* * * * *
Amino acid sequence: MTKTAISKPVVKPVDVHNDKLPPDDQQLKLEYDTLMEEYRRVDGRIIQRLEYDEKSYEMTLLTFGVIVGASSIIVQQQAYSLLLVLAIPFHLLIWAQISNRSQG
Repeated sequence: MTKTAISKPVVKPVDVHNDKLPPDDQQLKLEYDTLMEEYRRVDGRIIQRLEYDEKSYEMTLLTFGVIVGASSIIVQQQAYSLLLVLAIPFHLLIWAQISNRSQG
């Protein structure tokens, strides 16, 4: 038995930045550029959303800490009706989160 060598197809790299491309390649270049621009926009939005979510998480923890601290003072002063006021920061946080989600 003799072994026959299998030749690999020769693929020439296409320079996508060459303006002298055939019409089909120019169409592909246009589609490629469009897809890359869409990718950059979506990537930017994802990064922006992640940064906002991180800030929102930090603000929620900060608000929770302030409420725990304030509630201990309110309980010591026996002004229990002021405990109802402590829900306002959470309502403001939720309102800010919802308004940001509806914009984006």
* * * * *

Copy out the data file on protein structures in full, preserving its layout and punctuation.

Amino acid sequence: MTKTAISKPVVKPVDVHNDKLPPDDQQLKLEYDTLMEEYRRVDGRIIQRLEYDEKSYEMTLLTFGVIVGASSIIVQQQAYSLLLVLAIPFHLLIWAQISNRSQG
Repeated sequence: MTKTAISKPVVKPVDVHNDKLPPDDQQLKLEYDTLMEEYRRVDGRIIQRLEYDEKSYEMTLLTFGVIVGASSIIVQQQAYSLLLVLAIPFHLLIWAQISNRSQG
């Protein structure tokens, strides 16, 4: 038995930045550029959303800490009706989160 060598197809790299491309390649270049621009926009939005979510998480923890601290003072002063006021920061946080989600 003799072994026959299998030749690999020769693929020439296409320079996508060459303006002298055939019409089909120019169409592909246009589609490629469009897809890359869409990718950059979506990537930017994802990064922006992640940064906002991180800030929102930090603000929620900060608000929770302030409420725990304030509630201990309110309980010591026996002004229990002021405990109802402590829900306002959470309502403001939720309102800010919802308004940001509806914009984006």